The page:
When I was growing up, I made a decision to change my life, to live for God and try to live as a Christian did. I started watching who I hung around with, and what I let influence my life. When I was in my mid 20s I started playing paintball. There is something thrilling about running around in the forest with guys shooting at you! This was something I did on a regular basis, and eventually I wanted to play tournaments. I wanted to win, so I joined a team that was really, really good.
Why Did I Say That?
But on this team, my teammates and I did not hold the same values. I started to notice over time that the words I chose to use were more and more colorful. I was not using them because I was mad and it was an “accident.” I was using them because they were convenient and familiar. I used these words because the people around me used them. I never once stopped to ask myself, “Why did I say that?” My wife noticed this growing habit as well. She told me once, “In the heat of battle you seem to be cussing a lot.”
Eventually, my wife’s words convicted me and I apologized to her. I then had to make the tough decision to find a new team that better reflected my beliefs and character. This new team did not win as many games, but it was far better for my both my character and my soul.
If you ever find yourself asking “Why did I say that?”, take a look at the people you spend time with. If so, it may be time for you to make some changes as well.
By the way, my new team and I eventually got better, and actually ended up beating my original team.
I am truly blessed. I have great friends. Like everyone else, I have different levels of friendships. (These names are not scientific in any way. They’re just some general groupings I came up with on the fly…)
- Facebook friends. Over 1500 of them. Many of them are friends, others are acquaintances. Some I’ve yet to meet in real life.
- Casual friends. The kind that you get together with 2 or 3 times a year.
- Consistent friends. Ones that you hang out with, go to dinner with, see movies, etc.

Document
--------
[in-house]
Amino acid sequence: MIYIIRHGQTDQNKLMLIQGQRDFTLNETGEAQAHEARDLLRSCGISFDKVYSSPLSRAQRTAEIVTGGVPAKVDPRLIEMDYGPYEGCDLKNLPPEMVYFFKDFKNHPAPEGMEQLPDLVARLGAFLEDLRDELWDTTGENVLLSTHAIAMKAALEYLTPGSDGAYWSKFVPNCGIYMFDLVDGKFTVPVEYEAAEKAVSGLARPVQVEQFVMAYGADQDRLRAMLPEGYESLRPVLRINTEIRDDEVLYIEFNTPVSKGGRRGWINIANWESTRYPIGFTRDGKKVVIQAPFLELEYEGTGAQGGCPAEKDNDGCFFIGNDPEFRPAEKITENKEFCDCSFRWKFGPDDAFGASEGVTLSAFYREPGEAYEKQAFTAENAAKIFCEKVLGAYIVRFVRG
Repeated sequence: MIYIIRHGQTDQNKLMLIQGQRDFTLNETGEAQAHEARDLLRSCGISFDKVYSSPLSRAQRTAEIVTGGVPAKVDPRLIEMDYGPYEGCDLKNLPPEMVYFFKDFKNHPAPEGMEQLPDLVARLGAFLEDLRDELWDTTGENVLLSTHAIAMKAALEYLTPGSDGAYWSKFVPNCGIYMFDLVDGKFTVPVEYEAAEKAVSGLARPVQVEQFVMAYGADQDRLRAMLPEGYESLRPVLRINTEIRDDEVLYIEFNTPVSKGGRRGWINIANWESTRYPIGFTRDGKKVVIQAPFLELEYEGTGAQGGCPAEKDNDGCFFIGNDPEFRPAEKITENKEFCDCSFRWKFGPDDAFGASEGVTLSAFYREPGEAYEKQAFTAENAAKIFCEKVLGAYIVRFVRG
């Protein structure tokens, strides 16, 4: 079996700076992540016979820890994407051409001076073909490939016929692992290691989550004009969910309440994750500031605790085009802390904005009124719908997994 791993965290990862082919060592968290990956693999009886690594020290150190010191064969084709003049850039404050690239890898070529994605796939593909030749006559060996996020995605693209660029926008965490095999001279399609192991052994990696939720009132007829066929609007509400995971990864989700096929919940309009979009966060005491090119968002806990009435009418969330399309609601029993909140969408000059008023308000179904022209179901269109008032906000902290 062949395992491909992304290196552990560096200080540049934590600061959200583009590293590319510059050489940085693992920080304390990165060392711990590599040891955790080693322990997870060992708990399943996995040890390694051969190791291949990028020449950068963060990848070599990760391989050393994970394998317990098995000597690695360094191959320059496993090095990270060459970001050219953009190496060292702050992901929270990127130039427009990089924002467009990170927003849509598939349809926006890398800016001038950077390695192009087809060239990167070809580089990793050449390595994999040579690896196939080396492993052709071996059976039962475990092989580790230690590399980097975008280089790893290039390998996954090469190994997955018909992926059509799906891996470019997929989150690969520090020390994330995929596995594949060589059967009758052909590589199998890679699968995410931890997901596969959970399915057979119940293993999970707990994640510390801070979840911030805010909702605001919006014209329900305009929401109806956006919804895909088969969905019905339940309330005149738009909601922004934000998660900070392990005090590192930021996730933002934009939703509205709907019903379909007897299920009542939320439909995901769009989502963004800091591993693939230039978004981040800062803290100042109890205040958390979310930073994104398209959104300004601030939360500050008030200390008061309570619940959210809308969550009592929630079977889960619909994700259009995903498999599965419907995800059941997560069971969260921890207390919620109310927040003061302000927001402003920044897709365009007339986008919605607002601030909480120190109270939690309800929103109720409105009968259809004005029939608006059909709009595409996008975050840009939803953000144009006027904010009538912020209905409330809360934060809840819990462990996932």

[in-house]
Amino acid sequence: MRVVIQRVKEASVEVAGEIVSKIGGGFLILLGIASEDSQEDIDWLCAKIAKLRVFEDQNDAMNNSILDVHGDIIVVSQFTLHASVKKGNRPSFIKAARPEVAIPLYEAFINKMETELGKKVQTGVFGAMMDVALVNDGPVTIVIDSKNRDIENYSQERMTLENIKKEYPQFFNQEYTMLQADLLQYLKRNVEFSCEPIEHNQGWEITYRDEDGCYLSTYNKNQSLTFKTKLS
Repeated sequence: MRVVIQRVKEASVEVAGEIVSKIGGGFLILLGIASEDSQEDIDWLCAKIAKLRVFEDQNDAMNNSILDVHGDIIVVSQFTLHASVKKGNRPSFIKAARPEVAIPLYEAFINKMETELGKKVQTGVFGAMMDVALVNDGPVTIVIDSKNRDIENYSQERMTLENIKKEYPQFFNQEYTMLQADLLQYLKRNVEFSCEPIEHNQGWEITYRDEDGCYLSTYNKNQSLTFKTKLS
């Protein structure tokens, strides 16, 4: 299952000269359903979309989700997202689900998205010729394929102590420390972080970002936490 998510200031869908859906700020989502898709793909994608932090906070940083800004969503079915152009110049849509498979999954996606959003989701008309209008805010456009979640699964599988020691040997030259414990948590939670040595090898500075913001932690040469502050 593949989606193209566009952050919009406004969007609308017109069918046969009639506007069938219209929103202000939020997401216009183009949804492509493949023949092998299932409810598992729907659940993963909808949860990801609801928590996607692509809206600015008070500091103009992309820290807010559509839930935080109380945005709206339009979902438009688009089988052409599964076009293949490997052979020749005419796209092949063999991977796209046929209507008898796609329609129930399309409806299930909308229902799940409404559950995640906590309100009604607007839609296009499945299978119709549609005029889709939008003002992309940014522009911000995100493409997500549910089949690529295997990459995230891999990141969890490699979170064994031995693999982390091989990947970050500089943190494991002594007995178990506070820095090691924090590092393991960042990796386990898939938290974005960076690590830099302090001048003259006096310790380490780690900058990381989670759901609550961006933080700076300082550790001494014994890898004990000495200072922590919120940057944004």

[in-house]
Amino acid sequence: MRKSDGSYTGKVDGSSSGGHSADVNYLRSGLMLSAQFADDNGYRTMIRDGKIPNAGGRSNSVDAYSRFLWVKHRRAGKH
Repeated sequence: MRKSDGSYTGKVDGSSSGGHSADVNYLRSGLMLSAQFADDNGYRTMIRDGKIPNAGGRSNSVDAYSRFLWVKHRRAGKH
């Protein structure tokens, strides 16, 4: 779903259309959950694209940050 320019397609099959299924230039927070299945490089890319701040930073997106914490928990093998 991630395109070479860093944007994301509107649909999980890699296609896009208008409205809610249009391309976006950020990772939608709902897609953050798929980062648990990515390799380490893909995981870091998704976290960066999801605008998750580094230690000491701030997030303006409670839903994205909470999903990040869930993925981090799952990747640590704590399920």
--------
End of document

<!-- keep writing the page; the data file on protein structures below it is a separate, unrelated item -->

- Close friends. These are the ones who you can vent with, be real with, be honest with – and when you do, they don’t run off with their panties in a wad.
How many friends do you have from those last two groups? If you don’t have as many as you would like, look in the mirror. You have the kinds of friends that you are yourself.
Here are a few keys to having friends:
- It’s a two-way street. I have guy friends I invite to go see movies with (one of my favorite ways to “escape”), play paintball with, or go to dinner with. When I meet someone new that I connect with, I will often add them to this list of friends in the future. I really enjoy spending time with these guys. But it’s important that they invite each other (and me) to do things as well. Otherwise it’s a one-sided deal.
- Look for opportunities to help them. I have helped friends move, repair houses, throw parties, drive them to the airport, etc. For many people, “Acts of Service” is one of their primary love languages, so these things speak to them more than others, but everyone appreciates being taken care of like this.
- Be real with them. If you’re struggling, let them know. A good friend will want to help. For some dumb reason, we often think that we can put a mask on and hide what’s going on inside. But good friends tend to see right through that. They may not know details, but they can tell when something’s off. Tell them. Let them help like real friends do.
Want good friends? Be the friend that you’d like to have.
How good a friend have you been lately?